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Cumbernauld and Kilsyth anti-cuts campaigners host 'No 2 Bedroom Tax' meeting

Written by Scott Campbell.
Published at 23:58 GMT on Thursday, May 23rd, 2013.

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Picture is copyright of Scott Campbell/ Cumbernauld Media.

CUMBERNAULD activists, campaigners and residents – all devoted to scrapping the under-occupancy charge, dubbed as the bedroom tax, grouped together yesterday evening for a public meeting.

The meeting got underway at 7.30pm, in Cumbernauld’s Link Centre, with the bedroom tax firmly on the agenda, with three speakers due to address the meeting.

John Miller of the Cumbernauld & Kilsyth Defend Public Sector Jobs and Services Campaign, Cumbernauld & Kilsyth Trades Council’s Secretary, and the Public & Commercial Services Union Office Secretary addressed the meeting first.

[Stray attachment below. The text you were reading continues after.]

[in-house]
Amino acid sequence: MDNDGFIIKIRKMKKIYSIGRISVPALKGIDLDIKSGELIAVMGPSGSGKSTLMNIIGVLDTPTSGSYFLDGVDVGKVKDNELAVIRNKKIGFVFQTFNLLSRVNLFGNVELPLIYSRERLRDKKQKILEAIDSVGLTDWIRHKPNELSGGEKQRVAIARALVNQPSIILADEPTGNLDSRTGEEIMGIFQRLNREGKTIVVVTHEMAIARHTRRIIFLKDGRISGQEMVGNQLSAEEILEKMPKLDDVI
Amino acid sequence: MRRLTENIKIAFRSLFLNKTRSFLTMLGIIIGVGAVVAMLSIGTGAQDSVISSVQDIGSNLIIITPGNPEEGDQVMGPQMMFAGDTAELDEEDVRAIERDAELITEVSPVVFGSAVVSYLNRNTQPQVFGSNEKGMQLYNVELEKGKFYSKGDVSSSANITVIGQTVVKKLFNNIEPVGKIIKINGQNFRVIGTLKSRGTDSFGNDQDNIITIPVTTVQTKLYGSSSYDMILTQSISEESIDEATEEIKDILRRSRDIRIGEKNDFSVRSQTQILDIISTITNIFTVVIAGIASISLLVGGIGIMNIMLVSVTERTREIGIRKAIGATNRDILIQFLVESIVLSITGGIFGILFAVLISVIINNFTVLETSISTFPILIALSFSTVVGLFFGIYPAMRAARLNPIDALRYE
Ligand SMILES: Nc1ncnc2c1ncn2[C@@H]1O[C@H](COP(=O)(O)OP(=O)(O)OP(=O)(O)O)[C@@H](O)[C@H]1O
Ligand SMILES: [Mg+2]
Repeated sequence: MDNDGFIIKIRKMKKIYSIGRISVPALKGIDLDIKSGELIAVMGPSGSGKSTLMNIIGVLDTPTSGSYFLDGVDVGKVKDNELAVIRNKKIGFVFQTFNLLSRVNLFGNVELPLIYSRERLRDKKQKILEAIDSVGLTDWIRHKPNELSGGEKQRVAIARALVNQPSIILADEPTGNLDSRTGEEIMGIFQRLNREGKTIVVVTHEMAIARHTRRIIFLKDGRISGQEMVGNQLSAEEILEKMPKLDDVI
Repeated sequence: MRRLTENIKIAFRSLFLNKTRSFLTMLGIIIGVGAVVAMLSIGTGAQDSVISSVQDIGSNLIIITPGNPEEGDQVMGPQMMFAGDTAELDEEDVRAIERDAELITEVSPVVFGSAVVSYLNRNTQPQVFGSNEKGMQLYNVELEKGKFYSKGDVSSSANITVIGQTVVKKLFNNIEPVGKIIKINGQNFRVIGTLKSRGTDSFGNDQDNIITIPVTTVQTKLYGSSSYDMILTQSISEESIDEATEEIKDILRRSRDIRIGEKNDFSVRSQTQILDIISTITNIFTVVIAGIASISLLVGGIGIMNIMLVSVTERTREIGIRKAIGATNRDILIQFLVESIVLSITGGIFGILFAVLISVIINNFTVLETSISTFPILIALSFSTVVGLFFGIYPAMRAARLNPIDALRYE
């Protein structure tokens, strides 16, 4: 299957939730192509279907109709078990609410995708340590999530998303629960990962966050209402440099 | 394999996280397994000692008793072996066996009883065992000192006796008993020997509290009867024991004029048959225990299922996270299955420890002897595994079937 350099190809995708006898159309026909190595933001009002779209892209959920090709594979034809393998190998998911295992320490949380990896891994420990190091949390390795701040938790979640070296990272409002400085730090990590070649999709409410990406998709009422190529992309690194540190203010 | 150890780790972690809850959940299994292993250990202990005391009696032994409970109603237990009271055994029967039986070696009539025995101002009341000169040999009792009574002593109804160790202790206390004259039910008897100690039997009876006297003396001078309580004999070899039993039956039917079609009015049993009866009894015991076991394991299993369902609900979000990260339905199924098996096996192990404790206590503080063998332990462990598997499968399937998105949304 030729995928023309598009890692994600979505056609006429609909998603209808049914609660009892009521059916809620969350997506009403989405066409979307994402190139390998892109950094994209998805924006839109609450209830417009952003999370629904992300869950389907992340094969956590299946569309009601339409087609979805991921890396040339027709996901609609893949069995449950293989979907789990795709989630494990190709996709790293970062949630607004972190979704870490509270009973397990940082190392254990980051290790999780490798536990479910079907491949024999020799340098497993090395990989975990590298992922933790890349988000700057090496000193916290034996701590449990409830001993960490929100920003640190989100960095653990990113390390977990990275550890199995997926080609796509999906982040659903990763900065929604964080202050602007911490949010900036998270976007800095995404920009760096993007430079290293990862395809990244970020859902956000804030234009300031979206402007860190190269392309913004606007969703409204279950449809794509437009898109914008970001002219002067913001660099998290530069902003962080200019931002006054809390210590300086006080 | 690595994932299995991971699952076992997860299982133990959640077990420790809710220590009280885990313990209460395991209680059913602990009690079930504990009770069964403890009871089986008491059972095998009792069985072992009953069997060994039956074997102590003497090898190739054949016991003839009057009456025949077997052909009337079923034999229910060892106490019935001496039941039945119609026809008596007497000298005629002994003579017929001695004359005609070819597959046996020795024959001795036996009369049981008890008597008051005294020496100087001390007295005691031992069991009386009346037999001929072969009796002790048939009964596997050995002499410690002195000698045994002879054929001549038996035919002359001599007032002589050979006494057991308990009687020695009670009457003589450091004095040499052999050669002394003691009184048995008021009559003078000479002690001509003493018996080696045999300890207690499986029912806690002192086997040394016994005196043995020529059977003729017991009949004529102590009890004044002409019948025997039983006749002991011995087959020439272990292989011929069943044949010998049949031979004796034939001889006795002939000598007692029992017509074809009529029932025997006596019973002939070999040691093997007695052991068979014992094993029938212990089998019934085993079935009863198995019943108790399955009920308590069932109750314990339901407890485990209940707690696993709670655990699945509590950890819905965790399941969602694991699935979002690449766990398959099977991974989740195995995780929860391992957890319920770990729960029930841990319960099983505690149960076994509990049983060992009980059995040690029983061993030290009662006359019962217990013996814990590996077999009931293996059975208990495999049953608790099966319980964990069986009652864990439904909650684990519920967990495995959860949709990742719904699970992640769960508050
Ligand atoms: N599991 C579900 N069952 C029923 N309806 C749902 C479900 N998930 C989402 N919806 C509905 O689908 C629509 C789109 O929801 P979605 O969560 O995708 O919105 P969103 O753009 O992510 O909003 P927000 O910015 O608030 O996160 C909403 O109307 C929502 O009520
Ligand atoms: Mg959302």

He said: “The Cumbernauld and Kilsyth Defend Public Sector Jobs and Services Campaign was set up three years ago to dissect what would happen to our communities, the welfare system and public services at large, as all parties were determined to make us ordinary working folks pay for the economic crisis, at the last General Election. 

“Since then, when big national issues and small local matters arise, the campaign organise public meetings, like this, to discuss the issues facing people; which has been the national cuts, in recent times.

“The bedroom tax is just yet another strand of the national cuts programme, and that’s what this meeting is about, and follows a previous meeting, earlier in May; the main aim of these meetings being to find a positive position and protect people and services from the bedroom tax.”

Under the current rules, a tenant assessed as having 1 extra bedroom they will be liable to pay 14% of their eligible rent – a 14% reduction in their housing benefit or local housing allowance, in other words. Otherwise, a tenant who is assessed as having 2 or more extra bedrooms will be liable to pay 25% of their eligible rent – a 25% reduction in their housing benefit or local housing allowance, in other words. Regardless, in both cases, the tenant will be expected to make up the difference themselves.